Let me begin by stating that this box is NOT something fully from my hands.  Instead, I have faced and decorated the box in a baronial theme for Hawkwood.  The reason behind this is that I had 2 silver boxes from the later end of the 1950’s sitting around for a while with no clue what I wanted to do with them.  The box is quite water resistant (as long as it’s not dunked in the tub, it does fairly well) and should be suitable for storage of notebooks, stationary, pens and the like.  I’ve seen many baronial and kingdom scribes scramble to keep their documents from getting wet in those nice storms that come from nowhere, and I didn’t want this to be the case for the folks of Hawkwood.

I first designed the layout that I wanted to use for the box, utilizing a traditional style 2/4 cord braid.  I put circles in the centers of some of the areas to make it look more like eyes peering out.  I capped off the corners also with large leaves.  This way I could incorporate the “hawk” element of eyes, and the leaves for “wood”, before placing the Hawkwood badge in the center.  Granted, this design is not quite ready for the book of Kells, but I’m pleased with it.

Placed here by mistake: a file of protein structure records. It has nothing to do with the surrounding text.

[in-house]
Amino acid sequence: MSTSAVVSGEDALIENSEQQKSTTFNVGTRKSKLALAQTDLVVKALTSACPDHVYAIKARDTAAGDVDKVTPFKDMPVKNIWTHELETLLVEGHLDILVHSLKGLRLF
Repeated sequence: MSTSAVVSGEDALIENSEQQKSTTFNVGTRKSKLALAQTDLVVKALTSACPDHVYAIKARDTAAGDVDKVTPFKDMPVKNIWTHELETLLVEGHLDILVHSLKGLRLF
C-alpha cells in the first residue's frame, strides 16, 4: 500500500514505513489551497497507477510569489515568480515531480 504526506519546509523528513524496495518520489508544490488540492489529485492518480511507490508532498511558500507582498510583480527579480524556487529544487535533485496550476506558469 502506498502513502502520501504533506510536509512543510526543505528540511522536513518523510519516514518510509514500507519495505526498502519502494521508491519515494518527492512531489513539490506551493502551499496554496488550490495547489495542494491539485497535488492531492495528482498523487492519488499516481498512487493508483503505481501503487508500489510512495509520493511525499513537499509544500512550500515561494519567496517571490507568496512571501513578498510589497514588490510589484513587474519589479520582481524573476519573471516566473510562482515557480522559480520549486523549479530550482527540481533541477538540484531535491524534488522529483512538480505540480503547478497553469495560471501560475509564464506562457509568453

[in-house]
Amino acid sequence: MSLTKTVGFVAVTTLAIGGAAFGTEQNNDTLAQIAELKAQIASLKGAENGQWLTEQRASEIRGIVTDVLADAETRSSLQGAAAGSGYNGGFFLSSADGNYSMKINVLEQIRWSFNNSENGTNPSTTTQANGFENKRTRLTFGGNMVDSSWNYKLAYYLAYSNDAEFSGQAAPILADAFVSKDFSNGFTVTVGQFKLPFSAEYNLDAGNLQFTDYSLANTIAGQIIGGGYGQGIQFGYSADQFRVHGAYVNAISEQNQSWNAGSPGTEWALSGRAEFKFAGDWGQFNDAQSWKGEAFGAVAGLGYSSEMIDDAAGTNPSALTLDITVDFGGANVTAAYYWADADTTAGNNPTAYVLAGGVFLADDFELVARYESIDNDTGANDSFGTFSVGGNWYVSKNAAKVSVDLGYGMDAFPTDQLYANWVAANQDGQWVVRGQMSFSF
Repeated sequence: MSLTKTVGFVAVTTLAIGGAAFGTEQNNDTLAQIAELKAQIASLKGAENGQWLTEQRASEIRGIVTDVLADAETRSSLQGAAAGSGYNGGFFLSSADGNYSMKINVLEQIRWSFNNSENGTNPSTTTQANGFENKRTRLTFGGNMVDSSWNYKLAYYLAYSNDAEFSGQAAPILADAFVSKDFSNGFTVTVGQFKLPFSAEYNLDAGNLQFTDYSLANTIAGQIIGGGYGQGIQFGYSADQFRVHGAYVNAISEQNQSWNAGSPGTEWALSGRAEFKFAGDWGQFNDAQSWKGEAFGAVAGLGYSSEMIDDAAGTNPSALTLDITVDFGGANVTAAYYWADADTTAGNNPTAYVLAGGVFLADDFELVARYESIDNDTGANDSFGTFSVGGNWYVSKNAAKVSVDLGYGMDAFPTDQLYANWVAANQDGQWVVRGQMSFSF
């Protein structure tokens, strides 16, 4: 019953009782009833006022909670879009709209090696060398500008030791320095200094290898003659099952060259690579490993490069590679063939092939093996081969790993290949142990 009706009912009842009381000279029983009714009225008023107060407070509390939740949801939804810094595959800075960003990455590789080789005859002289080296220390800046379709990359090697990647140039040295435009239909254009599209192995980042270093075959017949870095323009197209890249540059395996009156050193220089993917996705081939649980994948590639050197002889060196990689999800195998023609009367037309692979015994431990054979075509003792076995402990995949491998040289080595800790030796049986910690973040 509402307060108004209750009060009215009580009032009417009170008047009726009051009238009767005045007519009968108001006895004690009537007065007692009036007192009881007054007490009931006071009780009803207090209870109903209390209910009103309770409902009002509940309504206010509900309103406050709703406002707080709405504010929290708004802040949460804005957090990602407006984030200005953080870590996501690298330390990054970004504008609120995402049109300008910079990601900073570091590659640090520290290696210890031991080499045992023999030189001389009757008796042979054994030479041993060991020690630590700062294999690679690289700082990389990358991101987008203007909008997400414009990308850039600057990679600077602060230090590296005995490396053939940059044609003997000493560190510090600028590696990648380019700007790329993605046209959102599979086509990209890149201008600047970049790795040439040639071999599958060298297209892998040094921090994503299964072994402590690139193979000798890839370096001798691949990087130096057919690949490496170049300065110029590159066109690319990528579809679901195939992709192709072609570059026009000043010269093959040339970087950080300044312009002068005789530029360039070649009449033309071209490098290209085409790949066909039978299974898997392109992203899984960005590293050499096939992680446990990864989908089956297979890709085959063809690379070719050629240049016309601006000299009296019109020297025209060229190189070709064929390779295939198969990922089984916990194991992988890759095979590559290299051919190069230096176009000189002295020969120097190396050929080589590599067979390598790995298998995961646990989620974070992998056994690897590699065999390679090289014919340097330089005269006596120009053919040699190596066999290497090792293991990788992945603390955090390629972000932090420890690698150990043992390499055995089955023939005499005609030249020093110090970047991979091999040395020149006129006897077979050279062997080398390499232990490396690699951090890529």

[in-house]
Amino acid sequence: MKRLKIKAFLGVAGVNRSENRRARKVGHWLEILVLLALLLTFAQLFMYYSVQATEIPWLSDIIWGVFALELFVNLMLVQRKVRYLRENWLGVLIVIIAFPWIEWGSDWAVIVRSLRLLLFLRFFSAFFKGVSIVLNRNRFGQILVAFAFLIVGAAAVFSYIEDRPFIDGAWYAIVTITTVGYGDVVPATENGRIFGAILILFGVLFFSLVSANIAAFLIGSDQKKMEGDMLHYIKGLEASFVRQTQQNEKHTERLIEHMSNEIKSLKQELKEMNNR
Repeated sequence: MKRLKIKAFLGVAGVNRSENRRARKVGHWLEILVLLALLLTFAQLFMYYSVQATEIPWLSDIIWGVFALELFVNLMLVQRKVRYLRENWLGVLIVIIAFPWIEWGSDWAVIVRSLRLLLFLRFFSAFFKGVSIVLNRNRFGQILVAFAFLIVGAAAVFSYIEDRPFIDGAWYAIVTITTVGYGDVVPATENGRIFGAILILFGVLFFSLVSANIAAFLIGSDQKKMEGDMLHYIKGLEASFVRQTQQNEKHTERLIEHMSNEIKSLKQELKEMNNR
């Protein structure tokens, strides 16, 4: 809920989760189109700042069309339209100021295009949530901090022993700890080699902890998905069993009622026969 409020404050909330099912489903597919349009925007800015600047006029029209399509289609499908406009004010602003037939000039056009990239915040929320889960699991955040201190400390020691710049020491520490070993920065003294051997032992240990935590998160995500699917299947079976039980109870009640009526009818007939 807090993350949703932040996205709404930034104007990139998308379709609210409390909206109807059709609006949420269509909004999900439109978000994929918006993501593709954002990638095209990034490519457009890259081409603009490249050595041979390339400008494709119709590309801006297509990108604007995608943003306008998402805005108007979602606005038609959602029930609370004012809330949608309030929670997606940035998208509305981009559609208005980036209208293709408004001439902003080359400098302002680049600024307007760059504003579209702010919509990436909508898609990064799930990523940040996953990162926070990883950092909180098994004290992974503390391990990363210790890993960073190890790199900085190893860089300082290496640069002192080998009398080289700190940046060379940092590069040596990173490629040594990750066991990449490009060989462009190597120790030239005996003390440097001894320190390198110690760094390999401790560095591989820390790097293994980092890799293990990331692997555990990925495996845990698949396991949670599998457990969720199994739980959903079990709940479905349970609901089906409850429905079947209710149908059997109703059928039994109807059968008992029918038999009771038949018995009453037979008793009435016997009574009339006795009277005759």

Of Methods and Mayhem

To start the project, I gutted the cloth and glue that was holding in the place setting holders for the silverware.  I then masked off the areas of the box that were to be carved using simple painter’s tape.  I then drew the design onto the painter’s tape and cut it out with an Exacto knife.  This helped me to mark the box off where I wanted, but still leave the bulk of it without ink staining too deeply into the wood. 

After I had my patterns mocked up, I roughed out the areas marked in black above with my Dremel.  After realizing that the paneling was entirely too thin to engrave deeply enough to make an impact by itself, I test burned a section of the knot to see if it would give me the caramel color that I wanted for the background of the knots.  I can’t stand burning, unless it will give a decent texture and color to contrast with etching or carving, so it really was a last resort.  Seeing that my test “swatch” was pretty good with contrasting color and quality, I “roughed” out the rest of the braids with the Dremel.